Under applied stresses, elastic strain energy
(UE) will be generated and stored in materials.
The first approach is the introduction of some specific nonlinear elastic strain energy
functions, which are functions of the irreducible invariants of strain tensor and structure tensor [13-20]; in particular, Merodio and the coworkers [21, 22] use this approach to deal with different invariants, anisotropic materials, residual stress, and structural instabilities.
However, the question still remains as to how to deal with the singularity problem and the answer lies in dealing with the elastic strain energy
as opposed to focusing on the stress level.
As the high elastic strain energy
accumulated in the rock masses is greater than the energy consumed by rock failure, imbalance of the rock mass structure occurs and the excess energy causes the rock to explode and emitted rock debris", he explained.
The conditions for this mechanical instability depend on the strength to break the fibril and the intensity of the elastic strain energy
that is the potential energy accumulated in the structure until the fibril is broken.
Storage of elastic strain energy
in muscle and other tissues.
This numerical approach involves minimizing the elastic strain energy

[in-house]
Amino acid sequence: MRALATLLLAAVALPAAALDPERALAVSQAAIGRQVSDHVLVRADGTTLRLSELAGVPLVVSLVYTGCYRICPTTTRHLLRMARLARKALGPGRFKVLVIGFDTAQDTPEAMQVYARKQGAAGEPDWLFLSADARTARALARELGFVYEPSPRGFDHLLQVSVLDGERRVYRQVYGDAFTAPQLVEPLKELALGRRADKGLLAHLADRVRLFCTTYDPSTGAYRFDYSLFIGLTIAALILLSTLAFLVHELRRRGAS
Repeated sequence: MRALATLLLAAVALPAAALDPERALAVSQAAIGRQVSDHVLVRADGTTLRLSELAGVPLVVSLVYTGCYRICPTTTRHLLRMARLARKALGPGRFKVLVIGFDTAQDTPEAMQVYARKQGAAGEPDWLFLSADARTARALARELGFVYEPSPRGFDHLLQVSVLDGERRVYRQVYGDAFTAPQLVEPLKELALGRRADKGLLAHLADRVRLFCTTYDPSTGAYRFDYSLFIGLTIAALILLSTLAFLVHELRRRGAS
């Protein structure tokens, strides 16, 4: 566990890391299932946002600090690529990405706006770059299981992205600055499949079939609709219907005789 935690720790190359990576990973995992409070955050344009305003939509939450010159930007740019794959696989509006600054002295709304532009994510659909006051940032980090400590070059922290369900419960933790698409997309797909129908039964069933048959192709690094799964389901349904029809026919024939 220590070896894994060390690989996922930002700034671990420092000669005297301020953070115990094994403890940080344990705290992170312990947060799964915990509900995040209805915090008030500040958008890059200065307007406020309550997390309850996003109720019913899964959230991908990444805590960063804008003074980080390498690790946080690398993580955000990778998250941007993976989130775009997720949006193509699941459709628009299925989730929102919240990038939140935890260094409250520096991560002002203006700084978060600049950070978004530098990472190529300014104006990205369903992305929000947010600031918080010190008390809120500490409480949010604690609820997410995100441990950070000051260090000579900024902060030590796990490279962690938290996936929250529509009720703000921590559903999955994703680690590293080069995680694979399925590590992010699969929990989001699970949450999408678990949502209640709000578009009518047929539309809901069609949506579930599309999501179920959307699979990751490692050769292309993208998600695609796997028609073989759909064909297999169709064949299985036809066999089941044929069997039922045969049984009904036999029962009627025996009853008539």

for a frictionless interfacial contact subject to the condition of all contact pressures being compressive and therefore greater than zero, other than for regions of no-contact.
However, the presented here approach does not allow for the influence of changes in the geological structure of bed on the distribution of stresses and elastic strain energy
predicted in rockmass.
Elastic strain energy
takes an important role in a solid-state phase transformation.
The internal energy E comprises elastic strain energy
This was termed the tearing energy by Rivlin and Thomas (see reference 1), and it is defined by [Mathematical Expression Omitted] where U is the total elastic strain energy
stored in the sample, A is the area of one fracture surface of the crack (in the unstrained state), and the partial derivative indicates that the sample is considered at a fixed deformation so the external forces do no work (strain controlled rather than load controlled deformation).
The latter point leads to substantial simplifications when large deformations, including large rotations especially, are considered, with negligible differences obtained with respect to significantly more complex hyperelastic laws (where an elastic strain energy
function is defined) when elastic strains keep small, as is the case in the applications considered here.